Sambrook called this new phenomenon ‘open-source journalism’, where there was collaboration between a Pro and his or her readers on a story. In other words, the Pros were working alongside the Ams!
Indeed, citizen journalism has pushed the boundaries of traditional journalism. Just like the BBC, many major news organisations have begun tacking on a citizen-powered news stream, and it is becoming more of a hybrid. And the vast number of events taking place in parts of the world that are hard to access has created the perfect conditions for niche-media outlets.
In Libya, a citizen journalist noted the following: ‘Before the revolution, there was only one newspaper that belonged to the Government. But after the revolution, now there are almost five…” He appeared jubilant that even he could play a small part in making that happen.
His profession – when he isn’t a citizen reporter – is…? A dentist!
Just this June, The New York Times opened up a story for citizen participation in making sense of a trove of email records (24,199 in all) from Sarah Palin, released by the Governor’s Office in Juneau, in Alaska: “We’re asking readers to help us identify interesting and newsworthy emails, people and events that we may want to highlight. Interested users can fill out a simple form to describe the nature of the email, and provide a name and email address so we’ll know who should get the credit.”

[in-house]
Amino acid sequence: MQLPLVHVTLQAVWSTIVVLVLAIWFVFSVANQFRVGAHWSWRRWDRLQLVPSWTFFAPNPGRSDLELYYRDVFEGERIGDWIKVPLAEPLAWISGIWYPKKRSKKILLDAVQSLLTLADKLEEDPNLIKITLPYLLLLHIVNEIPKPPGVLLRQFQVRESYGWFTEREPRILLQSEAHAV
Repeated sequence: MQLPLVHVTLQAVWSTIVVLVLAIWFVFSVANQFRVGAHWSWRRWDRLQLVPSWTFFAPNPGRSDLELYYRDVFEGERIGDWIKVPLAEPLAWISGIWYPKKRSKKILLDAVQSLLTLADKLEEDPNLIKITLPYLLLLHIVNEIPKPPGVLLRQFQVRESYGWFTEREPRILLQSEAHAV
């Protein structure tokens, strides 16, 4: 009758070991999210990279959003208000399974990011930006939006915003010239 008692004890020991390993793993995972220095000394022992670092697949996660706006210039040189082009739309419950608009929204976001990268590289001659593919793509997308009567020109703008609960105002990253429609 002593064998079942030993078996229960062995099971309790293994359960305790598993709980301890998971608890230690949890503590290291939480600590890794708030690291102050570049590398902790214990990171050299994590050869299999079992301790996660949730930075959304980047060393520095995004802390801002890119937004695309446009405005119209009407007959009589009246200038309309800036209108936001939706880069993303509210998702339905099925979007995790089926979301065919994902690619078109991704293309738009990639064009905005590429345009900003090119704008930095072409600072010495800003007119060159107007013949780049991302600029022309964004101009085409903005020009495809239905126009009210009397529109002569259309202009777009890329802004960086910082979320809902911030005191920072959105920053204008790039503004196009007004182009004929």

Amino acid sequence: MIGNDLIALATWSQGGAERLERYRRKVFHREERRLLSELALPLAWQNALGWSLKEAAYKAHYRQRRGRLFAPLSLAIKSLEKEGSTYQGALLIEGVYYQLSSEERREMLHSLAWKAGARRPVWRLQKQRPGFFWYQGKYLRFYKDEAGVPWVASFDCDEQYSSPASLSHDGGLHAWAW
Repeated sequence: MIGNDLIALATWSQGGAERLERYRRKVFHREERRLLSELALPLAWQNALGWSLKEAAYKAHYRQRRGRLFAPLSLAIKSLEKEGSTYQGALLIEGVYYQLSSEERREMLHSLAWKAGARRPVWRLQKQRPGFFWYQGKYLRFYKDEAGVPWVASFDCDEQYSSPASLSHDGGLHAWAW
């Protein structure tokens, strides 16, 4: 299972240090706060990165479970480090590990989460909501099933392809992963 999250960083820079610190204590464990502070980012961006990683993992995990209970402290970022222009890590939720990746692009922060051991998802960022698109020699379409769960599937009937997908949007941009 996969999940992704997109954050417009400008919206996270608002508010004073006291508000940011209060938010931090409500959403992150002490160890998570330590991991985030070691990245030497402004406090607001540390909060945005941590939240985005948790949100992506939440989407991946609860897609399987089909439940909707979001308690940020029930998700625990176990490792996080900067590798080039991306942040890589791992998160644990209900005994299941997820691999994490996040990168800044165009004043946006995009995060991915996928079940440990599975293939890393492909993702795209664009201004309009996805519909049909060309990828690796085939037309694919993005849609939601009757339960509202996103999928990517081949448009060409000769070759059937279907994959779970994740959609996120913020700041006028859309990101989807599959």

Likewise, The Washington Post invited readers, saying: “That’s a lot of email for us to review, so we’re looking for some help from Fix readers to analyse, contextualise and research those emails right alongside Post reporters over the days following the release.”
Note the words ‘alongside Post reporters’. To qualify, people didn’t need to have a degree in journalism… just a computer and an internet connection!
Others have been cooking up different recipes in the test kitchen of citizen participation. Media observers have been calling it ‘non-profit journalism’ and ‘grassroots journalism’.
“Non-profit journalism organisations as well as citizen journalists are producing news that too often is overlooked by traditional media,” observes Jason Stverak, President of the Franklin Center for Government and Public Integrity, a non-profit journalism organisation.
The distinction between online journalists and those who write in to newspapers and magazines or work in radio or TV are disappearing, and their skill sets are being cross-pollinated. Stverak rightly says that “not all those who write online stories are journalists yet, but the ones who are should get the same access and treatment as those few still employed by newspapers, television and radio”.
For the Ams (who are often videographers, bloggers and podcasters), access and ‘treatment’ are sticky issues. Consider the following. Even when it comes to major events such as the World Economic Forum (where bloggers and YouTubers provide up-to-the-minute and live coverage), press accreditation is reserved for ‘all accredited media’. Three bloggers who called themselves ‘alternative journalists’ sued the New York Police Department for giving them the cold-shoulder treatment – by denying them press credentials.